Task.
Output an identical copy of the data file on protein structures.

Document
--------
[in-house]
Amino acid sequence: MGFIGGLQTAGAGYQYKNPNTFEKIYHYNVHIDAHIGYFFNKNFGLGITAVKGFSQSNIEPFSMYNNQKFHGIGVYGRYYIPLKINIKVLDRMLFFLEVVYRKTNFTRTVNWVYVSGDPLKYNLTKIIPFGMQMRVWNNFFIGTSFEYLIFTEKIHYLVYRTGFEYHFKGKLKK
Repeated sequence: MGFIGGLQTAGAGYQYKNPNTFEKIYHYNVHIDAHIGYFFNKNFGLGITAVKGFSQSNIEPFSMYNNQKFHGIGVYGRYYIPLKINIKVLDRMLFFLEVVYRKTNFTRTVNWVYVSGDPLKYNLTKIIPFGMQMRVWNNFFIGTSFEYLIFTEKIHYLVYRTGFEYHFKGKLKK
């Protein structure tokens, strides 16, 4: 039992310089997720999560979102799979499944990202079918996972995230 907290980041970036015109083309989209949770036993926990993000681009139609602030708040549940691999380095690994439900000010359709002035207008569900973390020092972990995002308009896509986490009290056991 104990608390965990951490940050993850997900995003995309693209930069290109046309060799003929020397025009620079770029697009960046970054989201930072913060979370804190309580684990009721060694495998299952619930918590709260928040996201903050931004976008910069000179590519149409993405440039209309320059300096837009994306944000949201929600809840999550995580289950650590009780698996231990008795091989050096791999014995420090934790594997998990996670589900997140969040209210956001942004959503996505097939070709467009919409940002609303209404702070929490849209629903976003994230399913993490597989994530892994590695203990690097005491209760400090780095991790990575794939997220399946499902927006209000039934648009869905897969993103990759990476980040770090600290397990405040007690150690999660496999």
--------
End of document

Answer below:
[in-house]
Amino acid sequence: MGFIGGLQTAGAGYQYKNPNTFEKIYHYNVHIDAHIGYFFNKNFGLGITAVKGFSQSNIEPFSMYNNQKFHGIGVYGRYYIPLKINIKVLDRMLFFLEVVYRKTNFTRTVNWVYVSGDPLKYNLTKIIPFGMQMRVWNNFFIGTSFEYLIFTEKIHYLVYRTGFEYHFKGKLKK
Repeated sequence: MGFIGGLQTAGAGYQYKNPNTFEKIYHYNVHIDAHIGYFFNKNFGLGITAVKGFSQSNIEPFSMYNNQKFHGIGVYGRYYIPLKINIKVLDRMLFFLEVVYRKTNFTRTVNWVYVSGDPLKYNLTKIIPFGMQMRVWNNFFIGTSFEYLIFTEKIHYLVYRTGFEYHFKGKLKK
């Protein structure tokens, strides 16, 4: 039992310089997720999560979102799979499944990202079918996972995230 907290980041970036015109083309989209949770036993926990993000681009139609602030708040549940691999380095690994439900000010359709002035207008569900973390020092972990995002308009896509986490009290056991 104990608390965990951490940050993850997900995003995309693209930069290109046309060799003929020397025009620079770029697009960046970054989201930072913060979370804190309580684990009721060694495998299952619930918590709260928040996201903050931004976008910069000179590519149409993405440039209309320059300096837009994306944000949201929600809840999550995580289950650590009780698996231990008795091989050096791999014995420090934790594997998990996670589900997140969040209210956001942004959503996505097939070709467009919409940002609303209404702070929490849209629903976003994230399913993490597989994530892994590695203990690097005491209760400090780095991790990575794939997220399946499902927006209000039934648009869905897969993103990759990476980040770090600290397990405040007690150690999660496999």